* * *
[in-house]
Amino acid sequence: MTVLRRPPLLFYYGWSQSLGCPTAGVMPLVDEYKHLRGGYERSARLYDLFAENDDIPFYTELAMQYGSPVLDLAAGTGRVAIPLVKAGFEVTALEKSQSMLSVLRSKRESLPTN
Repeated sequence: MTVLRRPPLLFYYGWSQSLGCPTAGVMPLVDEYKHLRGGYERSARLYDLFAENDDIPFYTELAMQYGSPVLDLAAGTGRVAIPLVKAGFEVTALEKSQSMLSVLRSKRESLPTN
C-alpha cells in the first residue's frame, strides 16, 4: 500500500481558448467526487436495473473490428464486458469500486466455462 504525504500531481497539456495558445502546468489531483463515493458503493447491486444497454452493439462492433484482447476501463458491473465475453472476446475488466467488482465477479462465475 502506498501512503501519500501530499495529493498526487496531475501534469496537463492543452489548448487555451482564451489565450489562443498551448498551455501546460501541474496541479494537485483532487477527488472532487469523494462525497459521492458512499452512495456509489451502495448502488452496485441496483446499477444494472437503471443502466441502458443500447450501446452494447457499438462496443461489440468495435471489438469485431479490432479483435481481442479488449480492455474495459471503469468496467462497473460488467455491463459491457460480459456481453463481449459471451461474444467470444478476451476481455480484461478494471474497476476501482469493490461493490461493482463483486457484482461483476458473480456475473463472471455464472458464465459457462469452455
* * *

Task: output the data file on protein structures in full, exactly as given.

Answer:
[in-house]
Amino acid sequence: MTVLRRPPLLFYYGWSQSLGCPTAGVMPLVDEYKHLRGGYERSARLYDLFAENDDIPFYTELAMQYGSPVLDLAAGTGRVAIPLVKAGFEVTALEKSQSMLSVLRSKRESLPTN
Repeated sequence: MTVLRRPPLLFYYGWSQSLGCPTAGVMPLVDEYKHLRGGYERSARLYDLFAENDDIPFYTELAMQYGSPVLDLAAGTGRVAIPLVKAGFEVTALEKSQSMLSVLRSKRESLPTN
C-alpha cells in the first residue's frame, strides 16, 4: 500500500481558448467526487436495473473490428464486458469500486466455462 504525504500531481497539456495558445502546468489531483463515493458503493447491486444497454452493439462492433484482447476501463458491473465475453472476446475488466467488482465477479462465475 502506498501512503501519500501530499495529493498526487496531475501534469496537463492543452489548448487555451482564451489565450489562443498551448498551455501546460501541474496541479494537485483532487477527488472532487469523494462525497459521492458512499452512495456509489451502495448502488452496485441496483446499477444494472437503471443502466441502458443500447450501446452494447457499438462496443461489440468495435471489438469485431479490432479483435481481442479488449480492455474495459471503469468496467462497473460488467455491463459491457460480459456481453463481449459471451461474444467470444478476451476481455480484461478494471474497476476501482469493490461493490461493482463483486457484482461483476458473480456475473463472471455464472458464465459457462469452455